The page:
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    Bonkers. 1.6m + buyers fees. Then god knows how much at Classiche...another 300k?. Then import duties.

    And all of that in the face of prices slowly but steadily declining on "normal" 365GTB/4's.

    To me that's nuts. On the other hand, I always admire people who are willing to lose money on cars out of love for them. :)
     
  9. Tenney

    Tenney F1 Rookie
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    Feb 21, 2001
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    That car is money as long as folks continue to value things w/internal combustion engines. And, if/when "normal" Daytona's cease to matter - this one, since there is only one, may still ...
     
  10. TTR

    TTR Formula 3
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    Well, not really. Especially if the final bid came from C, M, S or S, all commonly known to attend, bid and at times even win auctions, but I hope to be proven wrong. ;)
     
  11. miurasv

    miurasv F1 Veteran

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    The seller will be responsible for the Classiche Certification and all the costs of it. See video at about 1 hour 50 mins here:

    For a car to be Classiche Certified it has to be in full working order so the seller is going to be responsible for a lot of work as many things surely will need replacing or attended to to make this car fully functional.
     
  12. sixcarbs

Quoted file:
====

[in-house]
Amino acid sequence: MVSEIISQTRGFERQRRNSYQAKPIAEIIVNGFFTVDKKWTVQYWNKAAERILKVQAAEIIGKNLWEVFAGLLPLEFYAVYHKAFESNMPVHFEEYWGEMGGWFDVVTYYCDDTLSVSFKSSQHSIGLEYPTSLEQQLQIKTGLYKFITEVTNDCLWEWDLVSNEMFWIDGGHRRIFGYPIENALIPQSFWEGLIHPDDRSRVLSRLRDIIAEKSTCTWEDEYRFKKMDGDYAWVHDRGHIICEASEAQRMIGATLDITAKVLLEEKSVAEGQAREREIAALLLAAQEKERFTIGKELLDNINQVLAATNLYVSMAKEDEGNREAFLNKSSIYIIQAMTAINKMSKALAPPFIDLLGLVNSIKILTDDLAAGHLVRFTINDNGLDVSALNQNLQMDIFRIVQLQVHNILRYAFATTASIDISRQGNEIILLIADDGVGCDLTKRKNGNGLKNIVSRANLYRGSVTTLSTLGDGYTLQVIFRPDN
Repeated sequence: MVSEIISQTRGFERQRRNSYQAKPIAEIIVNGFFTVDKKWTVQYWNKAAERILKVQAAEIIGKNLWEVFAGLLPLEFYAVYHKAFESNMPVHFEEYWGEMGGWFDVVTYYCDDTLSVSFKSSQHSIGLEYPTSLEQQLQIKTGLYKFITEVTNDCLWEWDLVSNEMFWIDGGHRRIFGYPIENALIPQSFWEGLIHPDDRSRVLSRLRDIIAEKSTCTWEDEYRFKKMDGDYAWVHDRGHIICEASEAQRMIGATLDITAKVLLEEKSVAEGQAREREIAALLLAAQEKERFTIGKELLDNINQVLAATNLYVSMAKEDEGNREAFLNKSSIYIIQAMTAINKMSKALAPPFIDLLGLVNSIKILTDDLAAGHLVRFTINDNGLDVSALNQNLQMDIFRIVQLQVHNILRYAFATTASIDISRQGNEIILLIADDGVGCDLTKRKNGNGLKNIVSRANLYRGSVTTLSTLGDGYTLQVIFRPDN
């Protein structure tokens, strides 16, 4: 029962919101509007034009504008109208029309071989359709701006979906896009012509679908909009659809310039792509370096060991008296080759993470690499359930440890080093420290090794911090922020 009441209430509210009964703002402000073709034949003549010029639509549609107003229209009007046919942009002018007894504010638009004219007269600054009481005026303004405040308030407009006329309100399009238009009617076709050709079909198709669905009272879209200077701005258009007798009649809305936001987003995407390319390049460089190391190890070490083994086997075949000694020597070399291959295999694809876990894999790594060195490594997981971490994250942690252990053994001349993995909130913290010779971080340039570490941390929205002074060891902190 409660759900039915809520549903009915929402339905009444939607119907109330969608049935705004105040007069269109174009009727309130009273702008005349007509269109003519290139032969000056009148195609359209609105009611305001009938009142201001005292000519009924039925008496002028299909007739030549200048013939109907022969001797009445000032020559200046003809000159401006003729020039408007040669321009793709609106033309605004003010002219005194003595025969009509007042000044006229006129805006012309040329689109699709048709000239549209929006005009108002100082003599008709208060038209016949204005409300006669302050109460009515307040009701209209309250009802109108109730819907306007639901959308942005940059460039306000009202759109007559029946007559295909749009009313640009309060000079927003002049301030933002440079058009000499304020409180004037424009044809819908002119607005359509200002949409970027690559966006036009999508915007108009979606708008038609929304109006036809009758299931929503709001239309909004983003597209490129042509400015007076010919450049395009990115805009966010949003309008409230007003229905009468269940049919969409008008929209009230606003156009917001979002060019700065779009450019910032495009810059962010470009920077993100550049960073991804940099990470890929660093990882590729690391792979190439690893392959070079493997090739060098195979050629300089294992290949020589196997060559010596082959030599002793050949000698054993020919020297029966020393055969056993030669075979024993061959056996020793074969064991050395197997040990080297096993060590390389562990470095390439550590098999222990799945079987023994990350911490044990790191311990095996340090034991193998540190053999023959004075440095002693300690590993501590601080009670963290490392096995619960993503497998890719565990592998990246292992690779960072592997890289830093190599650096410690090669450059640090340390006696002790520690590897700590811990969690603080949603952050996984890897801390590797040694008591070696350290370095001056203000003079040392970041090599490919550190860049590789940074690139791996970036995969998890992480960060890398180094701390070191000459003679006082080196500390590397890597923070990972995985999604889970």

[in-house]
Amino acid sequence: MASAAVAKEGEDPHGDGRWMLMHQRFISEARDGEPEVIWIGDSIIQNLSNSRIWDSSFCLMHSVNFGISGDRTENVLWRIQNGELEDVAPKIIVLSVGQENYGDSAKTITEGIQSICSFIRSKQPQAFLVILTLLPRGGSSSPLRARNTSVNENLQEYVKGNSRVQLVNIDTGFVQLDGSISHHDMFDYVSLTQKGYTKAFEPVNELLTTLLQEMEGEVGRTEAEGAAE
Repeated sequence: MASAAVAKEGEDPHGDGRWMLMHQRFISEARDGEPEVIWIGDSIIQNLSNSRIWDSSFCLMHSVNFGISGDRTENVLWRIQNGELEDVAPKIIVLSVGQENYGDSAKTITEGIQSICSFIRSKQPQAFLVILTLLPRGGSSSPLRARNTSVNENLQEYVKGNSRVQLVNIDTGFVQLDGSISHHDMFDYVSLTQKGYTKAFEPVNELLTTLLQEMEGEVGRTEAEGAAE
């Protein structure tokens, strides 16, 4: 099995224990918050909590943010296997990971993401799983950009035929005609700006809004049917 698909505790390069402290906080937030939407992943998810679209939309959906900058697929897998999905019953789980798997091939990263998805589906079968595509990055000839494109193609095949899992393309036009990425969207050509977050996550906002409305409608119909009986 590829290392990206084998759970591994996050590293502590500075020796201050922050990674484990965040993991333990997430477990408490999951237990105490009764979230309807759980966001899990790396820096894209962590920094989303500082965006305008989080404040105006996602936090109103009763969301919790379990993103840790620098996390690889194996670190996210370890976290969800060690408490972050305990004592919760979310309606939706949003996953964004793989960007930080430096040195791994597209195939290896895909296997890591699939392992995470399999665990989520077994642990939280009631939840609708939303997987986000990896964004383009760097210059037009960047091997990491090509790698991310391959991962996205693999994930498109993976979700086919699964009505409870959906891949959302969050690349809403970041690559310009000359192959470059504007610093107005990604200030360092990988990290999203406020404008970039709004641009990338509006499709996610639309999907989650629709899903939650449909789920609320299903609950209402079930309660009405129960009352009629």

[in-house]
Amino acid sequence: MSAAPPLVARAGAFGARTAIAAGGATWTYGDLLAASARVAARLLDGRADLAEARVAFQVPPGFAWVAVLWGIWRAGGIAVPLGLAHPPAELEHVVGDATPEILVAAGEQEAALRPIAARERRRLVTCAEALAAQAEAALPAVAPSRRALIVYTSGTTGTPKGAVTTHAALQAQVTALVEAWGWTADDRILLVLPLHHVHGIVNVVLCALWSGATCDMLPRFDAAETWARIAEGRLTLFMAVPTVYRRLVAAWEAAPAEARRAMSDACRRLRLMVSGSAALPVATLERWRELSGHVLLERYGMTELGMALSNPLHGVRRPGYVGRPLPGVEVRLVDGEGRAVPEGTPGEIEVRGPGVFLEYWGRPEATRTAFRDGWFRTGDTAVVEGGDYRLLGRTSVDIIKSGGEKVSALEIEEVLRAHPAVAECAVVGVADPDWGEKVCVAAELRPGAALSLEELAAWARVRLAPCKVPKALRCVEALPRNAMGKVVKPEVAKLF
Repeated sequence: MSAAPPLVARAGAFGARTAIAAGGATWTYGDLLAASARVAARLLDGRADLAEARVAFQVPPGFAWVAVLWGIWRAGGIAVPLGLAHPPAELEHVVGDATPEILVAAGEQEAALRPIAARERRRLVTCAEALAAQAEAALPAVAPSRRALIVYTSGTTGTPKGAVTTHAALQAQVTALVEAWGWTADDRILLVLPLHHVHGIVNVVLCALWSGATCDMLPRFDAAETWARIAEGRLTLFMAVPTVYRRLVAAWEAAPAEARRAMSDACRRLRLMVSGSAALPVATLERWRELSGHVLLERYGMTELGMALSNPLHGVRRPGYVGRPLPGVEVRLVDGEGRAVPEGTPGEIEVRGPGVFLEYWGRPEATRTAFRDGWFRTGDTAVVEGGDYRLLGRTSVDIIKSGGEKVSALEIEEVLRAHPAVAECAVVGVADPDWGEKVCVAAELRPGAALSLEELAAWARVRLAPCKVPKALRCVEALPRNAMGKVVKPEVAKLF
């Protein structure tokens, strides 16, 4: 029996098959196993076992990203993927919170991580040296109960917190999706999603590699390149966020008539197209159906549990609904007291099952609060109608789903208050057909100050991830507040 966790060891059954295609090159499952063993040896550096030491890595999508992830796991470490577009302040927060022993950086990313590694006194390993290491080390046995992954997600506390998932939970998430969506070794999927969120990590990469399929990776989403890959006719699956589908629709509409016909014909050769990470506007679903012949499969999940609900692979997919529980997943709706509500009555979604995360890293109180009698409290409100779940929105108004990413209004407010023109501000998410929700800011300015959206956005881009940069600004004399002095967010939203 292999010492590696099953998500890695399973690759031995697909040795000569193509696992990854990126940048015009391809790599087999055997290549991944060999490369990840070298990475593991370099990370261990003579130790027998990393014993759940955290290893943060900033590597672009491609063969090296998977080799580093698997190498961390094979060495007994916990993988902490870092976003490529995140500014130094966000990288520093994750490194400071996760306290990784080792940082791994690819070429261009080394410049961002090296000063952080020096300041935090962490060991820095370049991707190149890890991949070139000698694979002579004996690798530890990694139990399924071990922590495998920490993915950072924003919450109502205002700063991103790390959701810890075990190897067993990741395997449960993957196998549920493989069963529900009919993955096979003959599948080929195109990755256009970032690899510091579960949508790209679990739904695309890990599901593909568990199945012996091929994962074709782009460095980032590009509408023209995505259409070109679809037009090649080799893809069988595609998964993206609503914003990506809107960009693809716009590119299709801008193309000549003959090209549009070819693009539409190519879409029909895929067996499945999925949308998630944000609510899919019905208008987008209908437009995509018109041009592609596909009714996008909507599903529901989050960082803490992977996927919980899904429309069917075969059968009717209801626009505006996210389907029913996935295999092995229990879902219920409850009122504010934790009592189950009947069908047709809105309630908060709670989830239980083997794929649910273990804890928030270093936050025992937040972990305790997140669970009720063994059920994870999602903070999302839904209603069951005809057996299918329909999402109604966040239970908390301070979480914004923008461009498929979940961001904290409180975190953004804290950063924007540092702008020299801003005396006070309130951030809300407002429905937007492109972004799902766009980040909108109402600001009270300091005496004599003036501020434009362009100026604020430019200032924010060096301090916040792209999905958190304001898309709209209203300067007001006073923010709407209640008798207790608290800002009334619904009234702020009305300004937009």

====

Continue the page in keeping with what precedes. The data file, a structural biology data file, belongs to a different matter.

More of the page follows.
sixcarbs F1 Veteran
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    #87 sixcarbs, Sep 10, 2017
    Last edited: Sep 10, 2017
    I actually think this car was one of the best values in the whole auction.

    I am dumbfounded when I see people paying $1 million for 488's who's only distinguiishing feature is color and production sequence number.

    This is truly a unique car.

    (I need to watch that clip again to see what I was said about certification.)

    But why even get it certified? Everyone knows what it is. It was sold at a Ferrari auction with that description. Off to Patrick Ottis and Perfect Reflections and you are all set.
     
  13. till.a.fischer

    till.a.fischer Karting

    Oct 18, 2006
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    Great car and photos.

    There seems to be consensus regarding barn-find-photos:
    Dirt and rust are appreciated but deflated tires are off-limits.
     
  14. miurasv

    miurasv F1 Veteran

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    I think that the car was being offered with new Classiche Certification after the sale to the new owner, which means that it will have to be made up to full working order, would make it more attractive to most buyers. It may not have achieved quite such a high price had the Certification not been offered.
     
  15. SonomaRik

    SonomaRik F1 Veteran

    Dec 15, 2006
    6,679
    bump. Any knowledge of where this stands in restoration?